Disputes arose between the parties in November, 2003 due to failure to sell stock of lubricants by the Appellant. Despite several attempts, the parties failed to resolve the disputes amicably. Thereafter the Appellant invoking the arbitration clause, nominated their Arbitrator to resolve the disputes. The Respondent failed to nominate its arbitrator within thirty days of receipt of the notice. The Appellant filed an application under Section 11 of the Act in the Rajasthan High Court for appointment of arbitrator in respect of the disputes arising out of the above agreement.

The relevant clause related to jurisdiction of courts as per the agreement (Clause 18) is reproduced herein below:-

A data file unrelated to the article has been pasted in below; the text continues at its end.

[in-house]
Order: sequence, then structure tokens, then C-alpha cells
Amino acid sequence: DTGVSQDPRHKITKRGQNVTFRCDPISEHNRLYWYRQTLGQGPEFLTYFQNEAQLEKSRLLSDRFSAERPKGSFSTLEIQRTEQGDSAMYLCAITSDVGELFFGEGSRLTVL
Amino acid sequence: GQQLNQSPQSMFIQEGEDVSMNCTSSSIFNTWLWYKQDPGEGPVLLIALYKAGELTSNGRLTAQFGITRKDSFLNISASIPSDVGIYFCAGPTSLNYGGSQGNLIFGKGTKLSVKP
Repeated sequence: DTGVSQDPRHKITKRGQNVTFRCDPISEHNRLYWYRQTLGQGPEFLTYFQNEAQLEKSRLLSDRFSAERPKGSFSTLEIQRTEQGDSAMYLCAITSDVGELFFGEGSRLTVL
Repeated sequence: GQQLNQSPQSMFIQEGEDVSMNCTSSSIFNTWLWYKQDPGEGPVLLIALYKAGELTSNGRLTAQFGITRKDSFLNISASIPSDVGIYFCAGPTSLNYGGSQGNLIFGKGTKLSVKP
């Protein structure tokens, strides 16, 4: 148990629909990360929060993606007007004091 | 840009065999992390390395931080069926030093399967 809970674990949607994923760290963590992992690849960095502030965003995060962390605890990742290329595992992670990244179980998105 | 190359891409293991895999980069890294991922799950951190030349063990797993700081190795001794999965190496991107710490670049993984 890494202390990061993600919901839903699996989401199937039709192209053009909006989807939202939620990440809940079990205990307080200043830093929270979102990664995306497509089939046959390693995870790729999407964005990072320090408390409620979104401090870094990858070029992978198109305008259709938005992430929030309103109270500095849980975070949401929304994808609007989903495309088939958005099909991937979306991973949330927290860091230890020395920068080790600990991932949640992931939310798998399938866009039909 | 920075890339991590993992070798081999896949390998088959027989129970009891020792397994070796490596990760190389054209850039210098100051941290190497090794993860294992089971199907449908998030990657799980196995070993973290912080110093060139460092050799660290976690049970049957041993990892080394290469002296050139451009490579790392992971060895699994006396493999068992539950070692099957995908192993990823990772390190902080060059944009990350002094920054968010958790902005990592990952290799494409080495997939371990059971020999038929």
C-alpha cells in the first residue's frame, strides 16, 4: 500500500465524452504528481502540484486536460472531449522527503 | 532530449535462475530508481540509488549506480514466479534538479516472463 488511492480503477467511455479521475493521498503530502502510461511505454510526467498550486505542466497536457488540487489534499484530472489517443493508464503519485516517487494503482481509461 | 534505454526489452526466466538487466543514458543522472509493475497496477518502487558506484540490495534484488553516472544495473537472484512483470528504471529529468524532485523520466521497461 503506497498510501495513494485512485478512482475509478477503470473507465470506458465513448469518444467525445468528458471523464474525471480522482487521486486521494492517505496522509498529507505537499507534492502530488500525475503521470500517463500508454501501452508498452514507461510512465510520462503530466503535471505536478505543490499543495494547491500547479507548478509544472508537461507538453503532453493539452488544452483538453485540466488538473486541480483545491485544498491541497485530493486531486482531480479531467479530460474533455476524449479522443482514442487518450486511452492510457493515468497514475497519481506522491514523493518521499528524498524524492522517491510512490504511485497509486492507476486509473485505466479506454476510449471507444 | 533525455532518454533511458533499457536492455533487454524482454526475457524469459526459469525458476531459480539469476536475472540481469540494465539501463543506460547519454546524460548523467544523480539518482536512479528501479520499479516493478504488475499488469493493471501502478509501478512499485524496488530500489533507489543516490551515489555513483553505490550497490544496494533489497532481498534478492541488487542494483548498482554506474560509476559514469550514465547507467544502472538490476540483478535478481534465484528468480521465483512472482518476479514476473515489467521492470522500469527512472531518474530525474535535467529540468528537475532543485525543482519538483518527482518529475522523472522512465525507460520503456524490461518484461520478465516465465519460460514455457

The Agreement shall be subject to jurisdiction of the courts at Kolkata.”

The parties have taken a divergent stand in respect of the place of signing the agreement. The Respondent defended the application on the ground of lack of territorial jurisdiction of the Rajasthan High Court as the agreement was signed in Kolkata. The Hon’ble Supreme Court on hearing the parties held that Rajasthan High Court did not have any territorial jurisdiction to entertain the application under Section 11 of the Act. The Rajasthan High Court dismissed the application giving liberty to the Appellant to file the arbitration application before the Calcutta High Court leading to the present appeal.


Whether in view of Clause 18 of the Consignment Agency Agreement dated October 13, 2002, the Calcutta High Court has exclusive jurisdiction to entertain Section 11 petition.


The Appellant contended that the Rajasthan High Court did have jurisdiction as part cause of action arose in Jaipur based on the following factors:-